Arizona has indefinitely banned Uber’s autonomous cars following last week’s fatal collision involving one of its vehicles, according to the Associated Press.
In a letter to Uber CEO Dara Khosrowshahi, state governor Doug Ducey labelled the incident an «unquestionable failure» to comply with public safety standards.
Although Uber had already suspended testing of its autonomous vehicles, the ban represents a major setback for the company, which has also tested its driverless cars in Pittsburgh, San Francisco and Toronto.
Ducey’s spokesman Daniel Scarpinato said that the governor expects driverless cars to improve public safety in the long run, but that he wants this incident to be thoroughly investigated to determine if it was a one-off.
A spokesperson for Uber said it would «continue to help investigators in any way we can, and we’ll keep a dialogue open with the Governor’s office to address any concerns they have.»
In Arizona, companies operating autonomous vehicles only need liability insurance and are not required to report any information to the state. Earlier this month, the governor approved testing of driverless cars without a safety driver behind the wheel.
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Uber has come under intensified scrutiny after the New York Times obtained documents revealing the company’s vehicles were struggling to drive without human intervention ahead of the fatal incident involving one of its cars last week.
A New York Times article explains how Uber’s autonomous cars were struggling to hit a target of 13 miles per human “intervention” — a discovery it made after acquiring 100 pages of documents and speaking with two individuals “familiar with the company’s operations» in Phoenix. To put that in context, Waymo’s cars drove an average of 5,500 miles before a driver had to intervene during testing in California last year.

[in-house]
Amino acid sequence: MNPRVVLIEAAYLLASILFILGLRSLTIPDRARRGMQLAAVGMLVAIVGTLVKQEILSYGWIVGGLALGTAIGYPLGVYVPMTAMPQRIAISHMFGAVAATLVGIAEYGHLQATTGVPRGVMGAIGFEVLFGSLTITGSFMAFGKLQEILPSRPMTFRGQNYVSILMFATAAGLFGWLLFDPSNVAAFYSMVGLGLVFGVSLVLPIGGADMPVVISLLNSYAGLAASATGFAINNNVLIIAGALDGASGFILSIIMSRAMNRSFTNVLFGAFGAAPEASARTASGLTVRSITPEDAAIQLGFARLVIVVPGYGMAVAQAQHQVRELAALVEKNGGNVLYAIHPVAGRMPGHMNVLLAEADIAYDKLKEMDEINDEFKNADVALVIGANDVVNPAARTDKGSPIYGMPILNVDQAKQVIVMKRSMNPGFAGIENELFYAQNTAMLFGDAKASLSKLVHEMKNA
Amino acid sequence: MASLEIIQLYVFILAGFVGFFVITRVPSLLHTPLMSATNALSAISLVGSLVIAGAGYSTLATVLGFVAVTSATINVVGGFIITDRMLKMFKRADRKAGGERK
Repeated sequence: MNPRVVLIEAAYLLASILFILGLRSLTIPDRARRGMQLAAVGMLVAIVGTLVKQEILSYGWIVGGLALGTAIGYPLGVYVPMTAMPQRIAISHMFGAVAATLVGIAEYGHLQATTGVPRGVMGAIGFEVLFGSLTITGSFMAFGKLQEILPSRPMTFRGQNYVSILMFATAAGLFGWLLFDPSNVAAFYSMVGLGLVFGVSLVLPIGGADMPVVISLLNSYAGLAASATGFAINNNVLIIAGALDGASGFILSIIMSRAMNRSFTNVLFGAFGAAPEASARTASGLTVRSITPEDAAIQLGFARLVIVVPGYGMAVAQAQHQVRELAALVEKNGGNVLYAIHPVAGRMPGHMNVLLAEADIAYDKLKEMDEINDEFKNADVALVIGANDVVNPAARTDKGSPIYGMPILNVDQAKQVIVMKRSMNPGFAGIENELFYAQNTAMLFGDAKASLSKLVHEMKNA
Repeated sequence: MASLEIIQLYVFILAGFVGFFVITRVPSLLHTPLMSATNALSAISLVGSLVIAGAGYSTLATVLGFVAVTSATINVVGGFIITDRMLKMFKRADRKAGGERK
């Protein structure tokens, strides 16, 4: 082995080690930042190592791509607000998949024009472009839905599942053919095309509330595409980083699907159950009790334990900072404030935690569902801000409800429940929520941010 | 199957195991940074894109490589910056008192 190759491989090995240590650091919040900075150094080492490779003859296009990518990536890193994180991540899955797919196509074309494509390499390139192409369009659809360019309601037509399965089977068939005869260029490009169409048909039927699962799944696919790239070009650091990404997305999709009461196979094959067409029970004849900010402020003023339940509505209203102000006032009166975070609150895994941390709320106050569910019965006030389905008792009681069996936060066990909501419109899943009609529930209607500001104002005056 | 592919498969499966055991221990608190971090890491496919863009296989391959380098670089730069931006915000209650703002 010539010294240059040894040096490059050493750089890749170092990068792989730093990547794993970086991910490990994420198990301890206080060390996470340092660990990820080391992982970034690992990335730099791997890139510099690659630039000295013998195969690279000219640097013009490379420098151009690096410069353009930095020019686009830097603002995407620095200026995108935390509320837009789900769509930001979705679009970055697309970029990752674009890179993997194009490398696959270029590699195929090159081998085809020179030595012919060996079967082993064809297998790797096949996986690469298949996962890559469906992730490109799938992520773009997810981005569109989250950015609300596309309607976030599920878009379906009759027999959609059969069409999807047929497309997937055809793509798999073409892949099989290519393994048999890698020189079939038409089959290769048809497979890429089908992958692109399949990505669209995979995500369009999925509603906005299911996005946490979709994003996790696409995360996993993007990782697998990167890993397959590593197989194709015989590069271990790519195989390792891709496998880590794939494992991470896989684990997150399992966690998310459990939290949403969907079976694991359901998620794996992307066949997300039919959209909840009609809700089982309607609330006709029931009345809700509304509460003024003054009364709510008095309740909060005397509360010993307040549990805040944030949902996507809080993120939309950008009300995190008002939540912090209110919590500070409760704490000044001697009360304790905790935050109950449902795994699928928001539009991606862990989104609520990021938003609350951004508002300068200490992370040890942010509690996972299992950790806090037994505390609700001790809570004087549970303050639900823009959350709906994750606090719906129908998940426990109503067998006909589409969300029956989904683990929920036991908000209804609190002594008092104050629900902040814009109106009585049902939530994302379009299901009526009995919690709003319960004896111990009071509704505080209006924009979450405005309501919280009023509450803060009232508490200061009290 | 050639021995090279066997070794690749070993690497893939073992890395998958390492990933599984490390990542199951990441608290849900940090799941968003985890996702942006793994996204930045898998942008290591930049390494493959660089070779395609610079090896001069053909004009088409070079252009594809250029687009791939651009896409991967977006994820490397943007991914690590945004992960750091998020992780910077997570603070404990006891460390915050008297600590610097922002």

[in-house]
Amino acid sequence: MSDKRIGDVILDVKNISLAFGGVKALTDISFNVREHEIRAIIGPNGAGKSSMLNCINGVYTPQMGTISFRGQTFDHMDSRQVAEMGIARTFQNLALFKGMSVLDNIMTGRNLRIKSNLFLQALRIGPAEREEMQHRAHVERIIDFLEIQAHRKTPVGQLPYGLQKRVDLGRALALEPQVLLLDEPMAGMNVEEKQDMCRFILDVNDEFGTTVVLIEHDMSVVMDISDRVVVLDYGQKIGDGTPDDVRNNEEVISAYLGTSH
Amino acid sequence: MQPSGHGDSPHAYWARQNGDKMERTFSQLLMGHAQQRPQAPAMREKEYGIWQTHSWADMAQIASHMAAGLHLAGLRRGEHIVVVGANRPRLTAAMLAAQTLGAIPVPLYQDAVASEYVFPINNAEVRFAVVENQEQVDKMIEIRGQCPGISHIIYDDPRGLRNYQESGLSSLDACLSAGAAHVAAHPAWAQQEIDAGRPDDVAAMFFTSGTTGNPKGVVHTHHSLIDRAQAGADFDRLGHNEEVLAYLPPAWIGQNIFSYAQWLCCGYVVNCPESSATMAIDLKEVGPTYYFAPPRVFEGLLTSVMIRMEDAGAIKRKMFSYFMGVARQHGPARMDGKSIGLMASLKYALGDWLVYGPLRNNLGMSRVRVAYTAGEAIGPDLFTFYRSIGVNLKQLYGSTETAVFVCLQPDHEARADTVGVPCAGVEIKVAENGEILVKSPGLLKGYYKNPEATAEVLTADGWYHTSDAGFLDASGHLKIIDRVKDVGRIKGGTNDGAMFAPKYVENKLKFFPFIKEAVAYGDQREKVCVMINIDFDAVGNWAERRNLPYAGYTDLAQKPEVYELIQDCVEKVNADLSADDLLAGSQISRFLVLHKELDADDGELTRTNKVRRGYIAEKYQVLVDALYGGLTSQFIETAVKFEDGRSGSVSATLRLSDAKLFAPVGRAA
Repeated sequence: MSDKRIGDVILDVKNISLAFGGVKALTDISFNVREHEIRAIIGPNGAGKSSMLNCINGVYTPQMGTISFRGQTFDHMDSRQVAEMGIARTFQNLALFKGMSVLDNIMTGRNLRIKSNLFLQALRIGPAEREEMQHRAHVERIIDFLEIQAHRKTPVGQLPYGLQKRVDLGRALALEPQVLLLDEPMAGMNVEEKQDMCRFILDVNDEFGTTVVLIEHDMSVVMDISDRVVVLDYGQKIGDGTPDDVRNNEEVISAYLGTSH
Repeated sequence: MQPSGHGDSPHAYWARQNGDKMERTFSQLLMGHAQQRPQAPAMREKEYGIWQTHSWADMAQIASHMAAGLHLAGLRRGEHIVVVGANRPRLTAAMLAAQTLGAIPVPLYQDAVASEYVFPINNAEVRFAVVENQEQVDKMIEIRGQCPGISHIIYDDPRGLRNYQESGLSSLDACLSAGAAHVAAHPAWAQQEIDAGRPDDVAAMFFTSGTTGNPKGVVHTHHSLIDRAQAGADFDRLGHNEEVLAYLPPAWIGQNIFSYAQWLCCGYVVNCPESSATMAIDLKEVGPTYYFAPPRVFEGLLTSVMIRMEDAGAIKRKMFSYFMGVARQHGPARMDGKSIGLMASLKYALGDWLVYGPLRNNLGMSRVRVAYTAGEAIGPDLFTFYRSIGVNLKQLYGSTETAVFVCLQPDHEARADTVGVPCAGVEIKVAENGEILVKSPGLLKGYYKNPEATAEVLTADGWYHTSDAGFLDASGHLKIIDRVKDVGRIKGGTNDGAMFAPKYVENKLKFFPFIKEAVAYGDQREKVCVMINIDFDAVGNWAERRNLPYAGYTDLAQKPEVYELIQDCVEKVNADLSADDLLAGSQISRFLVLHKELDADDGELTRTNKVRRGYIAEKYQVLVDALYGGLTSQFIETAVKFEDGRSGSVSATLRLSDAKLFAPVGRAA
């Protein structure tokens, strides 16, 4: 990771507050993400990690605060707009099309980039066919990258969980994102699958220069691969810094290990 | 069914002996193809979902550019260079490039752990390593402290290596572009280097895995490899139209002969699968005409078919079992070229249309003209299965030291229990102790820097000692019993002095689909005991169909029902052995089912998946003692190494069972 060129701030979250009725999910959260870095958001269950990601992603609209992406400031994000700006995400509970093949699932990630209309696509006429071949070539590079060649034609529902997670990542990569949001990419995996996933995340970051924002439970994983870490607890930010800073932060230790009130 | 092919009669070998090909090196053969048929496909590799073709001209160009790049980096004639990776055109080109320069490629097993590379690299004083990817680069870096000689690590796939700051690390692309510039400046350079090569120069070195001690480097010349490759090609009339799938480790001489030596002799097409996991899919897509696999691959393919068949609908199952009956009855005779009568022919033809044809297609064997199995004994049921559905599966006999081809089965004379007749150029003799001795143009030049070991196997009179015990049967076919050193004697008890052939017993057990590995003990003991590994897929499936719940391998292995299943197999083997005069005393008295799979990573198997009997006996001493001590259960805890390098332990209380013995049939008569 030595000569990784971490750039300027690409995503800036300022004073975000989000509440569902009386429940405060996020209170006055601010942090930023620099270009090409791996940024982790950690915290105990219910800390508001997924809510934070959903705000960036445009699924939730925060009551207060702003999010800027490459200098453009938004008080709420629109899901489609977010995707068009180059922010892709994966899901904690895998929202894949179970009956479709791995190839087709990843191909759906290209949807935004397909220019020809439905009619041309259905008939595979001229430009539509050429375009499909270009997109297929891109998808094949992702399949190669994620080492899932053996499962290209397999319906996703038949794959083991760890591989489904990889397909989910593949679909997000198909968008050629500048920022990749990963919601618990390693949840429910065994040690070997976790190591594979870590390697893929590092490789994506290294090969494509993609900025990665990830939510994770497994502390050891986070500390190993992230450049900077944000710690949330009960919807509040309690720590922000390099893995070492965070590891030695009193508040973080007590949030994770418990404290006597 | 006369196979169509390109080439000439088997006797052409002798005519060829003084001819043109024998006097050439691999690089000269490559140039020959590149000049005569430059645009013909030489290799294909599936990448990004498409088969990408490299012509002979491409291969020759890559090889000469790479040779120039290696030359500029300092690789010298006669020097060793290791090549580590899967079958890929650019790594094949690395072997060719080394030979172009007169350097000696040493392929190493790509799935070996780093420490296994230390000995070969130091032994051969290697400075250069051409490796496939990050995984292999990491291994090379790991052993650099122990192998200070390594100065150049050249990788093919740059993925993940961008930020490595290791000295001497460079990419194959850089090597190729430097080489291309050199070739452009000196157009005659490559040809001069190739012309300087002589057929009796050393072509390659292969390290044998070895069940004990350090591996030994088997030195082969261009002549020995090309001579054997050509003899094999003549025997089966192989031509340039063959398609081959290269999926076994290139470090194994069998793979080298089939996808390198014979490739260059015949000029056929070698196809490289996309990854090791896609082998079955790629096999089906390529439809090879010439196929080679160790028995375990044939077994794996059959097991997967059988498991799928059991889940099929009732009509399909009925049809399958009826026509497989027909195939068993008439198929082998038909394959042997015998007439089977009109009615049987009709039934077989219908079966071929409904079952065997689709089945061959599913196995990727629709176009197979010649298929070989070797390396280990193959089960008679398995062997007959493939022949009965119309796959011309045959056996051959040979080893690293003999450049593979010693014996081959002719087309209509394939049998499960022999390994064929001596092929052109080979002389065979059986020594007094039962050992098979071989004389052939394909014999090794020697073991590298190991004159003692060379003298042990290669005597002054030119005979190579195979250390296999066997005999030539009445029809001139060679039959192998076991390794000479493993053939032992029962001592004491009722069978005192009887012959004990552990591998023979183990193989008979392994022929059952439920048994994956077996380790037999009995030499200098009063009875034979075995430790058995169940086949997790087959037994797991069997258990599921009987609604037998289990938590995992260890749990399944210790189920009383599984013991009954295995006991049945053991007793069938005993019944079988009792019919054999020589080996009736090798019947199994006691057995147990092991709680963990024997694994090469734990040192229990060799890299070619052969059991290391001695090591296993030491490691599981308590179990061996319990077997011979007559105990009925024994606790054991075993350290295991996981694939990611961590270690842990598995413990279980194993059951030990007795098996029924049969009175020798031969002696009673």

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The New York Times’ also reveals that despite Uber being some way behind its competitors in terms of performance, “there was was pressure to live up to a goal to offer a driverless car service by the end of the year and to impress top executives”. Specifically, test drivers were being asked to do more including partaking in solo outings, where they had previously gone out in pairs, it claims.
Following early investigations into the fatal collision, Tempe’s police chief Sylvia Moir said “It’s very clear it would have been difficult to avoid this collision in any kind of mode”. However, after footage of the incident was released, debates about whether the autonomous vehicle ought to have detected the pedestrian in the road ensued.
Tempe Police Vehicular Crimes Unit is actively investigating
the details of this incident that occurred on March 18th. We will provide updated information regarding the investigation once it is available. pic.twitter.com/2dVP72TziQ
— Tempe Police (@TempePolice) March 21, 2018
Speaking at a car dealership conference in Las Vegas on Saturday, Waymo’s CEO, John Krafcik, claimed that his company’s autonomous cars would have avoided such a collision. «At Waymo, we have a lot of confidence that our technology would be able to handle a situation like that,» he said.
Velodyne, the company responsible for manufacturing the Lidar sensors in Uber’s autonomous cars said it was “baffled” by the incident and that it did not believe its hardware was to blame.
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«Our Lidar can see perfectly well in the dark, as well as it sees in daylight, producing millions of points of information,” the company’s president Marta Hall told the BBC.
«However, it is up to the rest of the system to interpret and use the data to make decisions. We do not know how the Uber system of decision-making works.»
It’s not clear what the implications will be for the future of driverless cars following the first pedestrian death involving the technology, but it definitely won’t do wonders for public confidence that such unreliable technology was being used on open roads in the first place. The incident also raises important questions about the role of a safety driver, not least because the police footage reveals the Uber car’s safety driver looking down at their lap in the moments immediately leading up to the collision.